Burgeoning population growth and loss of habitat due to urban development threaten the biodiversity of plants and animals while hastening the local extinction of species. Planners and landscape architects need ecological research that describes the processes and consequences of habitat fragmentation due to urbanization. Recent research in urban ecology, especially in comparative urban ecology, suggests planning and design measures that should be incorporated into initial land-use and master planning. Based primarily on responses of birds to human activity and biodiversity changes, this paper reports on research that confirms a hierarchy of minimum patch and corridor dimensions developed and applied in the Czech Republic and its application to planning and design for biodiversity.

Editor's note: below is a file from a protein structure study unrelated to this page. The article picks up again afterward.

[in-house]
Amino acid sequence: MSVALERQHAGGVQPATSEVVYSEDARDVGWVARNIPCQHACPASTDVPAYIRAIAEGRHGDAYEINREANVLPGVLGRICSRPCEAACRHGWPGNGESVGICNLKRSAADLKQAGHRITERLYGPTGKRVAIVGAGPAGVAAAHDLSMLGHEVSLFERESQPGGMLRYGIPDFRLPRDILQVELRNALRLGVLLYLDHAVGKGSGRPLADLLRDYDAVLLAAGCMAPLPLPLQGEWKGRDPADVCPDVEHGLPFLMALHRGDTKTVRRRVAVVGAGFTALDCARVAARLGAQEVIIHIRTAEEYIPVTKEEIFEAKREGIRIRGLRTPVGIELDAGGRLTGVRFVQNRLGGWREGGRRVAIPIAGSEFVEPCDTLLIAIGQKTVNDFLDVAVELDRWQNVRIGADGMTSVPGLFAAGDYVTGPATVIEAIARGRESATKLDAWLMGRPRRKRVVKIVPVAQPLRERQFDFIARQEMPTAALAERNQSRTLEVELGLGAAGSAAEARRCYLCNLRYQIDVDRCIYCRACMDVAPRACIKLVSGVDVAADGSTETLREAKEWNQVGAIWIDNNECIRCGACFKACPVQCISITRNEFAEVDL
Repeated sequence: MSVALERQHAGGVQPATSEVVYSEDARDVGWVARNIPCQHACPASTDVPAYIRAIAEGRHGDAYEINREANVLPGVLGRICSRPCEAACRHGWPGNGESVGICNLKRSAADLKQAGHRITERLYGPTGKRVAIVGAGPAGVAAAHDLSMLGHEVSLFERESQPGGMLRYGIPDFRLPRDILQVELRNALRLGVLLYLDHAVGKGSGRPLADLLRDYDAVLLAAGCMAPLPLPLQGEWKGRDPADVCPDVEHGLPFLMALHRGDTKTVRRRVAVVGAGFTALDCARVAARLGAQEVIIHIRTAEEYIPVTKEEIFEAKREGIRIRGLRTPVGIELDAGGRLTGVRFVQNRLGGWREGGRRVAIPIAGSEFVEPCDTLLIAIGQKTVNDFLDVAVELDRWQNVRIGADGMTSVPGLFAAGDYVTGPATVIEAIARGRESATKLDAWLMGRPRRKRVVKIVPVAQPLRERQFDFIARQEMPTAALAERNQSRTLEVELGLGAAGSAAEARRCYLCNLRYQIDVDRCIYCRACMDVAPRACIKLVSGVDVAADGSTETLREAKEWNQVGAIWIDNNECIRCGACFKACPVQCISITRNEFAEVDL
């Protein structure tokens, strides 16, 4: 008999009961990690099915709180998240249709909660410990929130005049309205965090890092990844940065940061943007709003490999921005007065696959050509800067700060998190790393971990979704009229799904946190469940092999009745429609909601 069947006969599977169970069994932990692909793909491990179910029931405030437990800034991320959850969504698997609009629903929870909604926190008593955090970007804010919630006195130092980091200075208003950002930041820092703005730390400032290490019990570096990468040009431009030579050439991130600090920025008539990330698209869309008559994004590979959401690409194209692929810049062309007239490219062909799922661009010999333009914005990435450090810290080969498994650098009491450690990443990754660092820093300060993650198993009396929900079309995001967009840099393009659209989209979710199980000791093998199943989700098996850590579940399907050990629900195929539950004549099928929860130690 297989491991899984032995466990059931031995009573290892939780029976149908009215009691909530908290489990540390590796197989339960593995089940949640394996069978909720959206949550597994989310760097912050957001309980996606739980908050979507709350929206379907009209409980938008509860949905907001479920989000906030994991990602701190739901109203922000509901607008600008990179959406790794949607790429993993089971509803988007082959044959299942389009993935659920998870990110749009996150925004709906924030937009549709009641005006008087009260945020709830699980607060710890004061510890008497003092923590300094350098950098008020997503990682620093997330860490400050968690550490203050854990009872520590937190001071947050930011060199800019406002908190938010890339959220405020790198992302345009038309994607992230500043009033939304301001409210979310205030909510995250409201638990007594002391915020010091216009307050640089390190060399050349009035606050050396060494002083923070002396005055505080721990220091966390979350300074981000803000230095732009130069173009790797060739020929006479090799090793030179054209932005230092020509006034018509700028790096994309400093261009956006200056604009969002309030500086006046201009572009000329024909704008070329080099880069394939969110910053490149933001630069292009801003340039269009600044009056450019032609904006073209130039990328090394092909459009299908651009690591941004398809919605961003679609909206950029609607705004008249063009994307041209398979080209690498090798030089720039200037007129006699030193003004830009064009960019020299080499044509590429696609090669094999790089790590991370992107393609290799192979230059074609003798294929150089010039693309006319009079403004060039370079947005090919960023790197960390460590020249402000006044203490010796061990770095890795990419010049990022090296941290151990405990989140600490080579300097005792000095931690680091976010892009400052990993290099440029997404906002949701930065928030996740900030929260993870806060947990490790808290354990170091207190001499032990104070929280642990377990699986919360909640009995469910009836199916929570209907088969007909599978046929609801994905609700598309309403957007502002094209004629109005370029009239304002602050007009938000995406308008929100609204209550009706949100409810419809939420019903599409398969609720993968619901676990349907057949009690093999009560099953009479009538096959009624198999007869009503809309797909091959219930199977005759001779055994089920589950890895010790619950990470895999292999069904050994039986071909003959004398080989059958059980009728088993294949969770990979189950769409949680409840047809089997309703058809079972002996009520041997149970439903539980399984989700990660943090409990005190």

|Keywords:||Green Infrastructure, Ecotones, Ecosystem Services, Ecological Corridors, Wildlife, Biodiversity, Urban Ecology, Landscape Infrastructure, Greenways|
Associate Professor, Department of Landscape Architecture, University of Idaho, Moscow, USA